2. d-flex - displays item as flex
  3. justify-content-center - centers content (horizontal*)
  4. align-items-center - centers content (vertical*)
  5. flex-colum - displays content in a stacked column

*could change if flex display is set to row instead of column

*Breakpoints: Bootstrap uses breakpoints based on minimum viewport widths that allow elements to scale up as the viewport changes and are called with class modifiers. These breakpoint modifiers are appended to positioning and grid classes (such as margin and padding and col classes) and are defined as xs (extra small), sm (small), md (medium), lg (large), and xl (extra large). Leaving off a breakpoint modifier is a good way to take advantage of Bootstrap's CSS library mobile-first principles, and can be used in place of the xs modifier. Several modifiers can be used at once to dictate an elements behavior across devices.

For example, the breakpoint modifiers in the following code will display the h2 element in a width spanning twelve columns in all mobile devices up until the md modifier is fired at a minimum device width of 991.98 pixels, where the width will span only three columns. Using class modifiers in this fashion will greatly reduce the need for media queries, providing an eloquent and user-friendly way to control the behavior of content on a website.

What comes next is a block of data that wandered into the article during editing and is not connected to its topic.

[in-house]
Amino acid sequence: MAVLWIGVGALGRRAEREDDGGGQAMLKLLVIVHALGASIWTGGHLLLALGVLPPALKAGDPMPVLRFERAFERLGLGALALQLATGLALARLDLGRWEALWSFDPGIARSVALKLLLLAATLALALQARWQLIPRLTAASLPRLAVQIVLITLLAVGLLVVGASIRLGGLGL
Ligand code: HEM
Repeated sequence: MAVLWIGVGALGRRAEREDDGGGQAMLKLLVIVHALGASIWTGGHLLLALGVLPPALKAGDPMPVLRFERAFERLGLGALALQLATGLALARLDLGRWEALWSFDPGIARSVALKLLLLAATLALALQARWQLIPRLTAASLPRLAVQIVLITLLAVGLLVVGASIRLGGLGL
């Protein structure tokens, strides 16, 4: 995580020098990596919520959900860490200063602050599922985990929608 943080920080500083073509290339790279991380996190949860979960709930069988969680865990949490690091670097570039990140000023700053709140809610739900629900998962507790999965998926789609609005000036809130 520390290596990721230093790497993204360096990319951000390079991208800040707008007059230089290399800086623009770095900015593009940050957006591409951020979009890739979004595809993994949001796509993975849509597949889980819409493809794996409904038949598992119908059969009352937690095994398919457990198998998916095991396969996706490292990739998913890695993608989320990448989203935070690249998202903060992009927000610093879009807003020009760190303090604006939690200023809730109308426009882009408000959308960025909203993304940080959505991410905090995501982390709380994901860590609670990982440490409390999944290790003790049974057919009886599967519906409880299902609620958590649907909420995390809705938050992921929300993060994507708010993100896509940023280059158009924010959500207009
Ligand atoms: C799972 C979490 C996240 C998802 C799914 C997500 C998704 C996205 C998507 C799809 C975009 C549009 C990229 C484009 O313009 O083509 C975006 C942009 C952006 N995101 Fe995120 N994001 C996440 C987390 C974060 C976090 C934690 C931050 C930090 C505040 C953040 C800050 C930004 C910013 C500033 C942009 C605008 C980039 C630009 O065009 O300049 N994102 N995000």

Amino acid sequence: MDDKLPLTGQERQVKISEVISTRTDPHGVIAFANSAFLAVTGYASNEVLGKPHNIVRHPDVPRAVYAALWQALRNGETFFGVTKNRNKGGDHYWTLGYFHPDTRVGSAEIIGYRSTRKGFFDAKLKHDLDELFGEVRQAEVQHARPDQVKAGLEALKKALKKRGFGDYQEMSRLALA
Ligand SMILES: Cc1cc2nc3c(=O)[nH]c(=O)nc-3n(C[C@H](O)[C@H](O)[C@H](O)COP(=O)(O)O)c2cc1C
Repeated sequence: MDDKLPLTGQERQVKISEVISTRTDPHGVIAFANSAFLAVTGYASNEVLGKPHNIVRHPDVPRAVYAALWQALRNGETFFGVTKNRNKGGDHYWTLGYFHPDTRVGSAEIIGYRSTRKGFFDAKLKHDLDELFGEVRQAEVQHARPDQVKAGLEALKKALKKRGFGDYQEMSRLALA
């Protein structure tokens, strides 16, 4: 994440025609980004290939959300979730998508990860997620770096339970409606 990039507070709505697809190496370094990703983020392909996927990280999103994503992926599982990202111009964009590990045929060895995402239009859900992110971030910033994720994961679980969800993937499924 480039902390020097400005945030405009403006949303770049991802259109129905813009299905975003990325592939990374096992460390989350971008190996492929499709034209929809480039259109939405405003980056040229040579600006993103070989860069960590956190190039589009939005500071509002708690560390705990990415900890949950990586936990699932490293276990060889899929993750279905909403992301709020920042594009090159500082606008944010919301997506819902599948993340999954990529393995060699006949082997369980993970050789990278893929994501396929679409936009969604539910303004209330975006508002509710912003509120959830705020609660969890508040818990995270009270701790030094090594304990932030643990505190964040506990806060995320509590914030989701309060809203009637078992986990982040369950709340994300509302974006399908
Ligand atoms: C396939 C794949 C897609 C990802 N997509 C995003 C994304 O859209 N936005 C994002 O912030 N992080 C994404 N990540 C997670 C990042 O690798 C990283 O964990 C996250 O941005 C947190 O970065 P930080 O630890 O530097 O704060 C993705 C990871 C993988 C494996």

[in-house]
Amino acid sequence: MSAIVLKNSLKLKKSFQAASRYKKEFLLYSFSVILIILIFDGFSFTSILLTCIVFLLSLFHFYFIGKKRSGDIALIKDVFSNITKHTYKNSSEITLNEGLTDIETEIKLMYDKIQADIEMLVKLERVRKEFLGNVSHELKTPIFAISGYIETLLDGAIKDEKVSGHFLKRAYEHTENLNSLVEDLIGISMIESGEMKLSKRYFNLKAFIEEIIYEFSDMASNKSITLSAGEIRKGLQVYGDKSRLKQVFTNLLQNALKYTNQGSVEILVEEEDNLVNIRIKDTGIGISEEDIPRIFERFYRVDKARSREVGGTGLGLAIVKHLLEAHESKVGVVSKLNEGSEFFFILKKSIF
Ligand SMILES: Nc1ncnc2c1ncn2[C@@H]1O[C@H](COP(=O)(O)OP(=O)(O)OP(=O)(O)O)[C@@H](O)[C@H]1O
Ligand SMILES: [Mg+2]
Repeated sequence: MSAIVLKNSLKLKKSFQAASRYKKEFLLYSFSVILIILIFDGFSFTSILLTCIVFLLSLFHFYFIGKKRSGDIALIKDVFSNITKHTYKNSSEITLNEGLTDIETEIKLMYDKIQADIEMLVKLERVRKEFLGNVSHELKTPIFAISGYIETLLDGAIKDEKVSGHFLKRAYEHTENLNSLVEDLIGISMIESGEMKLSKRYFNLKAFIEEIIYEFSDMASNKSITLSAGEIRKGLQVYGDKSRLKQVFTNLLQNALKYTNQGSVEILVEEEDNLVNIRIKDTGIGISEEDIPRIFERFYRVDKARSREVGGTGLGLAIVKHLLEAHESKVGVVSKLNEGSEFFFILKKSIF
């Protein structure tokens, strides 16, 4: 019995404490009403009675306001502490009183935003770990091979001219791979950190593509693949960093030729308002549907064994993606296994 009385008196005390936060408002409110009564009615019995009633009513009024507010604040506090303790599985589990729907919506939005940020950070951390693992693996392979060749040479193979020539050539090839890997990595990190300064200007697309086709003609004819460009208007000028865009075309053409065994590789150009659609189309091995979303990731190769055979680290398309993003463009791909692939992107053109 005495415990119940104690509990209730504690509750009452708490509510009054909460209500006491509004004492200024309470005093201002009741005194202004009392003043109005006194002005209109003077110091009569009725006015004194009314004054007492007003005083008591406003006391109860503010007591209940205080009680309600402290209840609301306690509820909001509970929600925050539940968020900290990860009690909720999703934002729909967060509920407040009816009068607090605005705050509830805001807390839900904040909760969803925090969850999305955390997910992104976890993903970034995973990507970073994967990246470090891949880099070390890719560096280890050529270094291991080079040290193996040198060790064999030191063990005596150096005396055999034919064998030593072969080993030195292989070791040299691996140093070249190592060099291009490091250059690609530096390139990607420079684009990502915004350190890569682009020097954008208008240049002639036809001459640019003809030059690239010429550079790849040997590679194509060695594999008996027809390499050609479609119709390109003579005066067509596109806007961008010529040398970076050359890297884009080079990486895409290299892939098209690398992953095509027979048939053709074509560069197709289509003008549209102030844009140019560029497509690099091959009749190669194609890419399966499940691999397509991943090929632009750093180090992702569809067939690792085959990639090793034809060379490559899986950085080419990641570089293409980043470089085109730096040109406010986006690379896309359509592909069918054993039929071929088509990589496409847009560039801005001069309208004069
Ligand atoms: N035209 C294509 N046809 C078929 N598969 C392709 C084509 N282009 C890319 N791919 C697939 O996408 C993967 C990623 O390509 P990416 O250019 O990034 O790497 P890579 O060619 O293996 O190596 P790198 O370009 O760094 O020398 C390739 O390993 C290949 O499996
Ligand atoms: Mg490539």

<div class="row">
                <div class="col-12 col-md-3">
                  <h2>Breakpoint Modifiers</h2>
                </div>
              </div>
            
          
For more information on the Bootstrap grid system, see this Bootstrap Grid Article.

Resize the browser window to see the mobile-first grid class modifiers in action.
Resize the browser window to see the mobile-first grid class modifiers in action.
Resize the browser window to see the mobile-first grid class modifiers in action.
Grid Options
Extra small
<576px
Small
≥576px
Medium
≥768px
Large
≥992px
Extra large
≥1200px
Max container width None (auto) 540px 720px 960px 1140px
Class prefix .col- .col-sm- .col-md- .col-lg- .col-xl-
# of columns 12
Gutter width 30px (15px on each side of a column)
Nestable Yes
Column ordering Yes

Margin and padding classes can be similarly modified, as outlined in the Bootstrap Spacing Utilities section of the Atlanta Tech Styleguide.